John R. Kirk is a recovering attorney. He has also worked as a financial advisor and a business coach. His love affair with computing started with his purchase of the original Mac in 1985. His primary interest is the field of personal computing (which includes phones, tablets, notebooks and desktops) and his primary focus is on long-term business strategies: What makes a company unique; How do those unique qualities aid or inhibit the success of the company; and why don’t (or can’t) other companies adopt the successful attributes of their competitors?

189 thoughts on “Apple In Perspective”

    1. Macabella & Polimon, well said. I don’t remember a time when Apple’s P/E ratio was high, not like the crazy highs of the likes of Amazon. I don’t know if this is bias, confused views or befuddlement by economic forecasters and analysts. I see the holes in the arguments of the Naysayers, but haven’t found one in any of JK’s analyses; but I’m open to any possibilities, and waiting. 🙂 What I’d like to hear about is an analysis (an detailed one) on the problems with iTunes and possibly solutions. I do find each update seems to be a little more confusing but since I have grown up with iTunes, the learning curve has never been too steep a climb.

  1. We live in times when the obvious needs to be underlined and overstated to compete with the barrage of anti Apple FUD, including paid (by Samsung) FUD. Thanks to Mr. Kirk for this article. Yes, obviously Apple rules the tech sphere, and no amount of hot air is going to change this fact.

  2. John Kirk had written, as usual, a terrific piece of journalism: clear, objective and well documented. I have no problem to say I’m an Apple lover, but I am not an Apple fan boy; I’m not blind, there are things I don’t like from Apple like the way it manages the product updates. I’d like this process was shorter, with more added value, but it seems to be working well for Apple.

    I think Apple is already posed to be the Number One company in the tech world, it has, as John Kirk had pointed, unique and strategics advantages over its competency. Google is making all the possible mistakes related with Android, Google has no idea about what to do with Android and the online ad may have more than one real player, remember that Yahoo! is in the very capable hands of Marissa Mayer, who is reviving the company. In the other hand, Microsoft is doing its best to sink the company, every move they make is in that sense. Steve Ballmer will achieve what Steve Jobs never imagined: ending Microsoft. And related to Samsung, mmh… well, Samsung is a simple copycat (a very good one, by the way) with a lot of money, but with a very few ideas. In the very moment Samsung tries something, it will try the bitter taste of defeat, because it will never be the same thing steal to invent.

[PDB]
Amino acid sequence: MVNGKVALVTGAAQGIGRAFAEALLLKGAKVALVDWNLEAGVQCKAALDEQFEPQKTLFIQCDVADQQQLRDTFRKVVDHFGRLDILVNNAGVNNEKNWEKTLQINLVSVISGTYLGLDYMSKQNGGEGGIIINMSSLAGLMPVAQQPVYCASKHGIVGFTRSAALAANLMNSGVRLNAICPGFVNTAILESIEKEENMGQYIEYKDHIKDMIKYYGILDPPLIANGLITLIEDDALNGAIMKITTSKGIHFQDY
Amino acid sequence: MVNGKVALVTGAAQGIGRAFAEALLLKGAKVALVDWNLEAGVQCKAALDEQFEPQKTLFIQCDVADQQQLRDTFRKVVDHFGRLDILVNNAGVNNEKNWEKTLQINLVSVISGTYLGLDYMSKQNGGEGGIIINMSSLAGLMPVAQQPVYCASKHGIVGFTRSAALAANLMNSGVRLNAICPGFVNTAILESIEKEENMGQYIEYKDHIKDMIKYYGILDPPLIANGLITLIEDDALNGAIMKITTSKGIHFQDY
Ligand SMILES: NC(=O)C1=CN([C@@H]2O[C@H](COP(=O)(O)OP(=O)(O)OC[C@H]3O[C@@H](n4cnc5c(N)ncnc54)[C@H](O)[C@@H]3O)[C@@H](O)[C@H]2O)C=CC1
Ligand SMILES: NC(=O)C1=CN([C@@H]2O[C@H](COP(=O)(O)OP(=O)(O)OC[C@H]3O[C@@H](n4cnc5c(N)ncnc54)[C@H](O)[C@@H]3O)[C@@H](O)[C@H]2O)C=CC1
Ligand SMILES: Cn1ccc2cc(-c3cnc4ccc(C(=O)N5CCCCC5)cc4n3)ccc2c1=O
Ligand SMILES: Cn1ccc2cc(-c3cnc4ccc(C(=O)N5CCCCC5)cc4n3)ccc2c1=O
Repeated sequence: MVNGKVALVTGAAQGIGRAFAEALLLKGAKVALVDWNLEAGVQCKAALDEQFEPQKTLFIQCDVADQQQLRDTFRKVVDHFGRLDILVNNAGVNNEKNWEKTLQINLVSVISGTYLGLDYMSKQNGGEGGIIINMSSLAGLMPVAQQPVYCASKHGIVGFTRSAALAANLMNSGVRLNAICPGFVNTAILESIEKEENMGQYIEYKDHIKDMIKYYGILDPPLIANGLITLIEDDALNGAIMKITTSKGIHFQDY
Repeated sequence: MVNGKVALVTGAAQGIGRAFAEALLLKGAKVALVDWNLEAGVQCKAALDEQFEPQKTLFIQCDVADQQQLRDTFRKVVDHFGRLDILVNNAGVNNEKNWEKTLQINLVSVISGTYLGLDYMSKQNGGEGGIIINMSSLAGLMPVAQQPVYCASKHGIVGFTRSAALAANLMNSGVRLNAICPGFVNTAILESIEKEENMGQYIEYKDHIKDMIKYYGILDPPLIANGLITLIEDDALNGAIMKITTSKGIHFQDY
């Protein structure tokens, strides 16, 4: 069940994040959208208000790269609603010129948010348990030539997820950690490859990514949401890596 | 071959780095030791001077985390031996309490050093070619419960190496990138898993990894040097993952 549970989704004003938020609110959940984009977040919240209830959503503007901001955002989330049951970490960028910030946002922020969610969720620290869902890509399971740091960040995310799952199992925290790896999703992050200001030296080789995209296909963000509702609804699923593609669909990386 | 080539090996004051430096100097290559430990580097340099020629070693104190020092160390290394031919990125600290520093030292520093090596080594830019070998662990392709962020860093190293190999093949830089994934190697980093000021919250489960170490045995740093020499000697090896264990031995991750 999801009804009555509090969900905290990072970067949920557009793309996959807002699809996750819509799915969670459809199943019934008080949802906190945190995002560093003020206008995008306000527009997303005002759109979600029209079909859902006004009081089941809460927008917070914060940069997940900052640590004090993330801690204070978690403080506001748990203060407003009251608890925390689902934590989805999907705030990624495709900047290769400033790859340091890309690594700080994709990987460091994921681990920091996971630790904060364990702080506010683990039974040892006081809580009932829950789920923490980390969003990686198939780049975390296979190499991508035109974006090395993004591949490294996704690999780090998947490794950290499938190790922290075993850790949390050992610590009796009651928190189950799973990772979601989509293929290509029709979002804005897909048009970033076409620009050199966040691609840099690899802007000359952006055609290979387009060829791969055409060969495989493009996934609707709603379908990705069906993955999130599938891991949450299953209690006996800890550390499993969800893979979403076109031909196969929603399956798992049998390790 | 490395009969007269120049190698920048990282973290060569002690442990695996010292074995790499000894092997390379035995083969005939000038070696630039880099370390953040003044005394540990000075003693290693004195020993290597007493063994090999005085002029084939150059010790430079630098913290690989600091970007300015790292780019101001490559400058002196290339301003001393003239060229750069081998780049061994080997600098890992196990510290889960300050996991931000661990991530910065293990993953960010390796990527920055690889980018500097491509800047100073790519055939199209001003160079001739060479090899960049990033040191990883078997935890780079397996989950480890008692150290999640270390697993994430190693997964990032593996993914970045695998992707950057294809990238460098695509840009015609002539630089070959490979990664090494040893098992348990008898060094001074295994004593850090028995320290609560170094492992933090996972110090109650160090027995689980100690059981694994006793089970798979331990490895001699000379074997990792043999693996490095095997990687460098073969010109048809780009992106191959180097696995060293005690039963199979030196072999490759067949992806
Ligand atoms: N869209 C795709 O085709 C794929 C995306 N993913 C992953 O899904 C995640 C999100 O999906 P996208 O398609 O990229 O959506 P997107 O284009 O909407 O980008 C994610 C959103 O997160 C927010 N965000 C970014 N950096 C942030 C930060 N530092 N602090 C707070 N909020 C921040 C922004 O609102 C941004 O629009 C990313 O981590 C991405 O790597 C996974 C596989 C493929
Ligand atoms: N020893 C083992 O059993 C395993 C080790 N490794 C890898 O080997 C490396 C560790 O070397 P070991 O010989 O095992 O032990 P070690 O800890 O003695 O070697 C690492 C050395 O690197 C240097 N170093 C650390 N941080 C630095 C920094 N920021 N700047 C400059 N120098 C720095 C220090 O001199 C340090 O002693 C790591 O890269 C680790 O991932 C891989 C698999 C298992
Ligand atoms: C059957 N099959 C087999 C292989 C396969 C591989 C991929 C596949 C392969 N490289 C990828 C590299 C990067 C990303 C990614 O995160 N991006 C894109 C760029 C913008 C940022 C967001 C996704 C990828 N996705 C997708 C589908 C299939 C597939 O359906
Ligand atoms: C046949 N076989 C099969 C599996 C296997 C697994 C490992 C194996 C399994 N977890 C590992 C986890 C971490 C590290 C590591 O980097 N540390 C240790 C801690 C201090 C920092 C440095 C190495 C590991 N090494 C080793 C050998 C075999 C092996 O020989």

Congrats John, well done.

    1. While i agree with most of your assessment i would argue that with the latest samsung s4 they have put some innovation to there device which include the air view and air gesture…Samsung will continue to be apple’s main competition in the coming years…Apple however will need to be more innovative in their ecosystem than in the hardware as the hardware is almost at its limit i think!….how much thinner/faster are we really going to get? What’s the next step?

      1. Yeah, you’re right. I have read a little about the S4, especially about those technologies you mention, I read it here in an article by Tim Bajarin a couple of days ago. My point with Samsung is that 90% –or more– of what they sell, are mere copies of products or technologies developed by other companies, whether Apple, Sony, RIM, etc. Samsung needs to take a lot more risk in R&D if really wants to be considered as an innovator. Meanwhile, it will be no more than a mere copycat. Thank you so much for your comment.